From the truth-is-stranger-than-fiction department —
Talk about they way children are treated in different cultures, babies on the Indonesian island of Bali are subjected to an unusual custom — their feet should not touch the ground for their first 105 days of life. This is because belief in reincarnation is widespread and a birth is seen as the return of a deceased relative. “Before three months, babies are considered holy,” said Robert Lemelson, an anthropologist at the University of California, Los Angeles. “Their spirits still belong to the divine and are taken care of by their nyama bajang, or 108 spirits. That’s why people in Bali always try to treat babies like gods.” So infants are considered visitors from a higher plane and should be kept off the floor as a sign of respect.
This custom’s origins may also have something to do with hygiene and high infant mortality rates. According to Adrian Vickers, a professor of Southeast Asian studies at the University of Sydney, “In a situation where babies often and still do die, a baby is not considered to be firmly attached to the world — its soul has not ‘stuck’ to its body — until three months. The baby’s soul is seen as liable to leave unless treated well.”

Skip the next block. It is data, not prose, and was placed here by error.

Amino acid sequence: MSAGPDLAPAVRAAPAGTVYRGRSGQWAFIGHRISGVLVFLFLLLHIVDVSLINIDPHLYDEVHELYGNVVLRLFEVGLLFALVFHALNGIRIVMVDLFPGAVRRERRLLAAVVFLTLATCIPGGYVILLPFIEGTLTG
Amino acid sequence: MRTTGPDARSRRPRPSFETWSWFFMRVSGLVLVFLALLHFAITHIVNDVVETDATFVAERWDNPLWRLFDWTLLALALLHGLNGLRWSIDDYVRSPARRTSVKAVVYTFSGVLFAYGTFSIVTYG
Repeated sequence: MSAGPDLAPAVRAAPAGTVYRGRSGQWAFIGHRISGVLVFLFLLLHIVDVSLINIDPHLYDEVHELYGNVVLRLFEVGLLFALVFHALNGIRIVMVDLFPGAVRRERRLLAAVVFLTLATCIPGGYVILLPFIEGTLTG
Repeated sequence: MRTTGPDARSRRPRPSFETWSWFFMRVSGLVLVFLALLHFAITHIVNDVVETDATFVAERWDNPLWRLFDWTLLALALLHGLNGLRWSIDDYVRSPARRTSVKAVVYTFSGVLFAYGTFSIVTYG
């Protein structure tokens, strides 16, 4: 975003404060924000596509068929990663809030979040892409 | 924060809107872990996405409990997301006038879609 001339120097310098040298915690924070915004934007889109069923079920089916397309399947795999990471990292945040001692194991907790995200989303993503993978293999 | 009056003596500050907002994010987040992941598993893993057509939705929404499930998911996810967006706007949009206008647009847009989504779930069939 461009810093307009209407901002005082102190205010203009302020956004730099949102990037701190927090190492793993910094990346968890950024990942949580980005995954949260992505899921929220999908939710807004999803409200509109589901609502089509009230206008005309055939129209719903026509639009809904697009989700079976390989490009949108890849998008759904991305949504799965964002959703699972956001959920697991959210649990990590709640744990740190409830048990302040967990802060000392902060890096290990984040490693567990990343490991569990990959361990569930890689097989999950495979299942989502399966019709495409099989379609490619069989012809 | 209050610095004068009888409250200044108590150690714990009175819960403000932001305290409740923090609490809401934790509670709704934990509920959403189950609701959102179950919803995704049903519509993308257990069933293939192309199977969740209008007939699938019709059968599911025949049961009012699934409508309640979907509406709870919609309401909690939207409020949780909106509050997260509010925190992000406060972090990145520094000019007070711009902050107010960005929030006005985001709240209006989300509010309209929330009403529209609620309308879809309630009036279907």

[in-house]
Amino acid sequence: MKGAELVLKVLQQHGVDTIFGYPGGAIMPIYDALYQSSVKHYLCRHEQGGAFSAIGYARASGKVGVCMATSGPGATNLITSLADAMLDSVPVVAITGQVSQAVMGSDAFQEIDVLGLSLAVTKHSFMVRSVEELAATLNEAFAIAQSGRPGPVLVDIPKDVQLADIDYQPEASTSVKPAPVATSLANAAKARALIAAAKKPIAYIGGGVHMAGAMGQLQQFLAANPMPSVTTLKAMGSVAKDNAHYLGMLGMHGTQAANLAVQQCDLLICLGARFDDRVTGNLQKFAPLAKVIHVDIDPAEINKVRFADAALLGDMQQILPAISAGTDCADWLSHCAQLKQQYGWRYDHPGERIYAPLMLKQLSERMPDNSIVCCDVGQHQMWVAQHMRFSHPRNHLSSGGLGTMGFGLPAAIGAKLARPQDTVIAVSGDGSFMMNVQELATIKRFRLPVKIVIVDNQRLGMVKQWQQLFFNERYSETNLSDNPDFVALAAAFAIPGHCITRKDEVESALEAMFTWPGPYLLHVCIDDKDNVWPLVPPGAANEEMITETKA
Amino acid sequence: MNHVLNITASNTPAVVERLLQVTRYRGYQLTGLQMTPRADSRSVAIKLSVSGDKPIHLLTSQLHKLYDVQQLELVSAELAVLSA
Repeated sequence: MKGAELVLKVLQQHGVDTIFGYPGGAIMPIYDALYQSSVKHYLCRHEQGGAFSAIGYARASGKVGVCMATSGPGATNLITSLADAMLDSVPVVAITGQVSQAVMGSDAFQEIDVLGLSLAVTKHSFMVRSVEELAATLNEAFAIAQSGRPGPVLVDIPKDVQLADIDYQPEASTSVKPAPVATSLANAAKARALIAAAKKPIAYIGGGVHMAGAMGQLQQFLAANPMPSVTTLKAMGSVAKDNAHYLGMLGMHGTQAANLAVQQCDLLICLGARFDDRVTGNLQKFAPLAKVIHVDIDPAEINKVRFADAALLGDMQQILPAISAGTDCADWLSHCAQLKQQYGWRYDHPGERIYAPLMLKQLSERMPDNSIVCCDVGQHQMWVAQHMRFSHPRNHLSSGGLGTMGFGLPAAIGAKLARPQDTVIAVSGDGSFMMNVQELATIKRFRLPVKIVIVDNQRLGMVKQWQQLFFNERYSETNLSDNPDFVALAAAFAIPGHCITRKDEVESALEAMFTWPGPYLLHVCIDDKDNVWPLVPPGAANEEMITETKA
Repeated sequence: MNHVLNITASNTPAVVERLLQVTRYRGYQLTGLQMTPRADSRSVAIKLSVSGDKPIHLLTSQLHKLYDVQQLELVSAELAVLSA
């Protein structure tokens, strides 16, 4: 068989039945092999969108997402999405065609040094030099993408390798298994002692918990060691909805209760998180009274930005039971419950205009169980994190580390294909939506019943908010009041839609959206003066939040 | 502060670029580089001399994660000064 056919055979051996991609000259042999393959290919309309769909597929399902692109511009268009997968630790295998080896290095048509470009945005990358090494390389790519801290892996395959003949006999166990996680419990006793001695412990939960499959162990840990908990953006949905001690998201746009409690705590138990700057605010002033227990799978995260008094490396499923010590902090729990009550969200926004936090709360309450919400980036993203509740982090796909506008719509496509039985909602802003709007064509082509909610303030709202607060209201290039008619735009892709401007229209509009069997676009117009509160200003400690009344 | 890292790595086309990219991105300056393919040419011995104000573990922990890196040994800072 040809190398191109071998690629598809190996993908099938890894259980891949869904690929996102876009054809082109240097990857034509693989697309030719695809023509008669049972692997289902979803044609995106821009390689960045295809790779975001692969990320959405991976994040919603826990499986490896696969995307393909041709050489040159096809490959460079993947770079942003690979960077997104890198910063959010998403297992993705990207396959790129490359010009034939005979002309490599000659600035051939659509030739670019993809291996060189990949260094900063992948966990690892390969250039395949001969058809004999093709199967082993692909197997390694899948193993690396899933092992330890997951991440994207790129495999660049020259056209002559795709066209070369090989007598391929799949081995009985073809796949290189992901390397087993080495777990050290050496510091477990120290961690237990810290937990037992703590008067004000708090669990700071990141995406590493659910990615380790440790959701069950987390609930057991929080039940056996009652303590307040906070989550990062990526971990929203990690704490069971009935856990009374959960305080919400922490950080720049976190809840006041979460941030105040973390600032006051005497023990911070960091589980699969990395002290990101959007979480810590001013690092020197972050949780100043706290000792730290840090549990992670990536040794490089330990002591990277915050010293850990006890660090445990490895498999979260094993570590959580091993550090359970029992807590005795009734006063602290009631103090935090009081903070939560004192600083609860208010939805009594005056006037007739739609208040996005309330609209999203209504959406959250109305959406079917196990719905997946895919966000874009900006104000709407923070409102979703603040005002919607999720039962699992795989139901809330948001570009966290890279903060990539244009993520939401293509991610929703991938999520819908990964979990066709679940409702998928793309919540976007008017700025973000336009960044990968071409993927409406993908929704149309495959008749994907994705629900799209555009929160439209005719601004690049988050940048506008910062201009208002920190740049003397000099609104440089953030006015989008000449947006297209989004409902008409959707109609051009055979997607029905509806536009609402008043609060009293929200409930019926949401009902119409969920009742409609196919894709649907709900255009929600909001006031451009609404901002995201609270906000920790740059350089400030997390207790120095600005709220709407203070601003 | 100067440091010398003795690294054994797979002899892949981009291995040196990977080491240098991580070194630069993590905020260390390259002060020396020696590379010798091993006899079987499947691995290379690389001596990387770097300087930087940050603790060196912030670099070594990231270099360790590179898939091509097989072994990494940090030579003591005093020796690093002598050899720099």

If the child does survive for 105 days — or 210 days, in some cases — an elaborate ceremony, known as nyabutan or nyambutin, is held. Upon completion of the ritual, the infant touches the ground for the first time and is officially given a name.
But what if the feet touch the ground before the ceremony? “If it happens, it is not the end of the world,” said Thomas Reuter, an anthropology professor at the University of Melbourne. “In any case, the 105-day ritual takes care of removing any negative influences the baby may have inadvertently been exposed to.”
To learn more, the source is an article at https://www.nytimes.com/2017/02/18/world/asia/bali-indonesia-babies-nyambutin.html?_r=0 . The photo came from that article.